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UMass lacks experience, but packs talent, confidence

Sophomore center Jake Gaudet assisted on the overtime winner for UMass on Thursday in their 4-3 triumph over Denver, sending the Minutemen to the NCAA title game for the first time. (Clint Austin / The Rink Live)1 / 2
Finnish freshman goalie Filip Lindberg had 37 saves for UMass in the 4-3 overtime win over Denver in the NCAA Frozen Four semifinals on Thursday. (Clint Austin / The Rink Live)2 / 2

BUFFALO, N.Y. -- If there wasn’t pure adrenaline keeping the Massachusetts Minutemen awake in the wee hours of Friday morning after their dramatic overtime win over Denver propelled them to the program’s first national title game appearance, there may have been some lingering concerns at work.

UMass, which had never been to the NCAA Frozen Four prior to this dream season in which they’ve won 30 games, captured their first Hockey East title and made it to the season’s final game. The Minutemen have a roster filled with talented kids who are realistic about the challenge they will face Saturday night, playing a Minnesota Duluth team that is making its third straight title game appearance.

The Minutemen got back to their hotel very late after Thursday’s overtime win, in which they were seemingly in complete control up by a pair of goals with less than 10 minutes to play. UMass suddenly found itself in overtime.

Defenseman Marc Del Gaizo ended the game with a slap shot, and even after 70 minutes of high-intensity hockey, rest didn’t come easily.

“Definitely pretty excited going to bed. It was a little hard to get to sleep,” said Minutemen left winger Jacob Pritchard, who had a pair of assists versus Denver. “At the end of the day, we came here to win two games, not just one. We have to get over it.”

If the Minutemen can win on Saturday, that would give UMass four victories in the NCAA tournament, which nearly matches their season total from 2016-17, when the team went 5-29-2 in coach Greg Carvel’s first season at the helm.

Last season, UMass won 17. On Thursday they won their 31st. The Bulldogs, on the other hand, were in the Frozen Four and within a goal of forcing overtime versus Denver in the 2017 title game. It’s a turnaround that has even the UMass opponents nodding their heads with respect.

“I wish mine would’ve gone that fast, I know that” said Bulldogs coach Scott Sandelin, with a smile, on Friday, recounting the seven wins he coaxed out of UMD his first season running the program (2000-01). He had the Bulldogs in the Frozen Four by his fourth season. “We kind of had the same trajectory. We got to Boston in ‘04, which was kind of fun, it kind of built the same way... It’s a credit to them, their recruiting, getting players. Sometimes it doesn’t go that quickly.”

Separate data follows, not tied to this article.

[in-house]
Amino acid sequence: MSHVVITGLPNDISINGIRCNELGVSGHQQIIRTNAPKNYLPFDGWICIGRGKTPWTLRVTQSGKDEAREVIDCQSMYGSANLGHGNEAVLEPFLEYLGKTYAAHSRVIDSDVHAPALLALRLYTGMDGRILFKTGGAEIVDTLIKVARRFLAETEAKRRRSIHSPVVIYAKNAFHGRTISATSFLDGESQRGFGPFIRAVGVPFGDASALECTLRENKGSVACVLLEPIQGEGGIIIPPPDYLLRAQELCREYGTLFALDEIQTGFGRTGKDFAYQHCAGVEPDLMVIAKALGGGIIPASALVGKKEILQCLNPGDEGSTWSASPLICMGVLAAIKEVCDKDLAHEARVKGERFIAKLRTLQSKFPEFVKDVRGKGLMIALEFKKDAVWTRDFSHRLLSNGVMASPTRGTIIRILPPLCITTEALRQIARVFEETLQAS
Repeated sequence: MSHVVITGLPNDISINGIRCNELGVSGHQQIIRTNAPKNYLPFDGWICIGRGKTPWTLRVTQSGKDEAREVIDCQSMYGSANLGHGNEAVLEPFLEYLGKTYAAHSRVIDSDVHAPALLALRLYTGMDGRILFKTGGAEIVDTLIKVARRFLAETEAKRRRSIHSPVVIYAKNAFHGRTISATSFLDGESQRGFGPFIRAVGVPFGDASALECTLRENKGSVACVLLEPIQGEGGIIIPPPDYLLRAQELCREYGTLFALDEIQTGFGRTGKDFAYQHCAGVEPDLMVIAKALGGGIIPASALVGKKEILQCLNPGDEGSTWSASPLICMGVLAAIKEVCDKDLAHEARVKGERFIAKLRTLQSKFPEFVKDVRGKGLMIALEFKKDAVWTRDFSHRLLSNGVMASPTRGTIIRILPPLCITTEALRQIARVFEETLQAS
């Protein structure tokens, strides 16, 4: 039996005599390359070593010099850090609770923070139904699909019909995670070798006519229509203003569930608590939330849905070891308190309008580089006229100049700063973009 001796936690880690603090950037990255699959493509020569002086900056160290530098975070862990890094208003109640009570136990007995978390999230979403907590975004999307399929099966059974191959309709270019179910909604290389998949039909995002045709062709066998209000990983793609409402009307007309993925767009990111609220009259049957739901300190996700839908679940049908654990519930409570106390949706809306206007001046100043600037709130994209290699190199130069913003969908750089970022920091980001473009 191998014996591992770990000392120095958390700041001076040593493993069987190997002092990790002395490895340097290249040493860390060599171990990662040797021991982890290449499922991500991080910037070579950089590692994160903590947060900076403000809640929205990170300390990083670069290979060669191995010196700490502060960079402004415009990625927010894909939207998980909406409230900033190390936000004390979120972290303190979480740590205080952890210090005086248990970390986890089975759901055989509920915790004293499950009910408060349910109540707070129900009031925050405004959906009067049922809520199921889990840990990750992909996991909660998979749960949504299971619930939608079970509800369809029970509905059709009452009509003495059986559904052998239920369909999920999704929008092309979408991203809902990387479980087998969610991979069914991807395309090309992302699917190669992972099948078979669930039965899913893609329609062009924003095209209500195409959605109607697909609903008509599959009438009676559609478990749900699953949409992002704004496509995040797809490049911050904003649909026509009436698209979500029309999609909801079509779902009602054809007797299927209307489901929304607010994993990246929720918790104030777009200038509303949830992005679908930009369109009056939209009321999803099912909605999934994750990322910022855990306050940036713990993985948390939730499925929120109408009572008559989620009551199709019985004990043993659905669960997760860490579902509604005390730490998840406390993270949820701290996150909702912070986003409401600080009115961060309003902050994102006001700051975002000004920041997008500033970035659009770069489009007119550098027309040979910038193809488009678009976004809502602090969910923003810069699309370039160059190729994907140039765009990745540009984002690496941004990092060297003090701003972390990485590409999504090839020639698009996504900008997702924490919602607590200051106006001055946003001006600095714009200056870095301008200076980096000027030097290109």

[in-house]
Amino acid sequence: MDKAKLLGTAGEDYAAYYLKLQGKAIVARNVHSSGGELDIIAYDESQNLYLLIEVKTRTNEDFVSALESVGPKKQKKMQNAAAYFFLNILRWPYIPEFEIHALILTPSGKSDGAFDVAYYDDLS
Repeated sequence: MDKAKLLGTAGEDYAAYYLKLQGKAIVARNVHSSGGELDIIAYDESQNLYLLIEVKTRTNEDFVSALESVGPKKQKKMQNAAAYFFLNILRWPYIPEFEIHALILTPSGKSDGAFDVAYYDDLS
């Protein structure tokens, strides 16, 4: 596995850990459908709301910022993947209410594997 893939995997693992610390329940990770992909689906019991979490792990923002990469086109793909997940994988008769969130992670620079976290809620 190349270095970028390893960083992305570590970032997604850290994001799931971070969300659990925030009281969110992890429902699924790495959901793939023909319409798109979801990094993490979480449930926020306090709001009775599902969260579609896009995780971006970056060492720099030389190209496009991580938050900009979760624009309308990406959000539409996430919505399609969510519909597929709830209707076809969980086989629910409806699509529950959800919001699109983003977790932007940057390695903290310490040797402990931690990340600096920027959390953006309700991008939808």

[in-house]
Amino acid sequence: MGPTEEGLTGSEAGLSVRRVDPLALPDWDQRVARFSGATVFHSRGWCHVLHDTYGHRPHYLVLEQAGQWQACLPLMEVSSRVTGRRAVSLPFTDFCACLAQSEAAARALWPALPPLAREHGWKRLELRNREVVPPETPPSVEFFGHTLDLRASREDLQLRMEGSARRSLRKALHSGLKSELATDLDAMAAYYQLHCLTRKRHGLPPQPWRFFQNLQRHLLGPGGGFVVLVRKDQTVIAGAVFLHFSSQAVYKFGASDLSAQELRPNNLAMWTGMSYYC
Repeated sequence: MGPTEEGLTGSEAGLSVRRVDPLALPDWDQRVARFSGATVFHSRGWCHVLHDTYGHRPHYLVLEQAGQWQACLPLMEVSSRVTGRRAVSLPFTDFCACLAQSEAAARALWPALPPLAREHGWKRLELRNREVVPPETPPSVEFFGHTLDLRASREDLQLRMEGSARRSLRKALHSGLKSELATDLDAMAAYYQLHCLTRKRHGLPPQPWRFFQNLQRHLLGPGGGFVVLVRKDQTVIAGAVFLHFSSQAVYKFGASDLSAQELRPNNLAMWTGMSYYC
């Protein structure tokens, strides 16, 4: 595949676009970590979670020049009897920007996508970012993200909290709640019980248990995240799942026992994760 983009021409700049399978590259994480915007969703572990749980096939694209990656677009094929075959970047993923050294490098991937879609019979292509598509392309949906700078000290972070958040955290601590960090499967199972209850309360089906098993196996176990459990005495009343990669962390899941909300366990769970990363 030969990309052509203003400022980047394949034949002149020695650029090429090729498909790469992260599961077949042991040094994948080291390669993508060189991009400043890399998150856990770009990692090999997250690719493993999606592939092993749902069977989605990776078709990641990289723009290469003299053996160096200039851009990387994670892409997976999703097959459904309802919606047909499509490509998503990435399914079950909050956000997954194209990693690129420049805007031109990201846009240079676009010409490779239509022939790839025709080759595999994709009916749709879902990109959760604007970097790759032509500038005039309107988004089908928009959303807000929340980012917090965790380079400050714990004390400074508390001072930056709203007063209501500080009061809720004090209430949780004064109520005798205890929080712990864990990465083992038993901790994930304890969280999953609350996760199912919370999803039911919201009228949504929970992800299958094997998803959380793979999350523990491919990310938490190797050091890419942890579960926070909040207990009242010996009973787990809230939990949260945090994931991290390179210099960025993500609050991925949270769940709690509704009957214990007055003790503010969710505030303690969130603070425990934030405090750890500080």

Makar leads

The one UMass player everyone mentions by name is sophomore defenseman Cale Makar, the Calgary, Alta., native who is widely expected to be in uniform for the Colorado Avalanche within the next 72 hours or so. Makar is a game-controlling blueliner in the mold of Hobey Baker Award winners like Jordan Leopold during his time at Minnesota, or what Bulldogs fans saw much of from Scott Perunovich during his freshman year.

Makar’s offensive workload got bigger quickly on Thursday, when two Minutemen were tossed from the Denver game due to head contact penalties. They go into the title game shorthanded already. UMass freshman right wing Bobby Trivigno, who has 13 goals, delivered an elbow to the head of a Pioneer Jake Durflinger and was suspended by the NCAA on Friday for a play that was not called late in regulation in the national semifinals.

The Bulldogs had the luxury of sitting and watching UMass play late Thursday, and admitted there are some elements of the opponent that are concerning. But having played on this stage recently and often, there’s a confidence in the Bulldogs roster that can’t be taught.

“I watched the game. They’ve got a good power play, obviously,” said Bulldogs defenseman Dylan Samberg. “They’re good offensively. But I think we’ve got good team defense. I think we can outplay them.”

UMass looked like a few different teams in their semifinal win on Thursday -- a strong, confident group that took a 3-1 lead, and an intimidated group that all of a sudden found itself in overtime versus a more experienced opponent. The Minutemen coach has downplayed his team’s lack of experience on this stage during their time in Buffalo, and said UMD’s veteran Frozen Four presence is just the next obstacle they will face.

“We just played Notre Dame, who went to three Frozen Fours in a row, something like that,” Carvel said on Friday. “You just played Denver that won a national championship. (UMD is) just another good team that we need to be at our best.”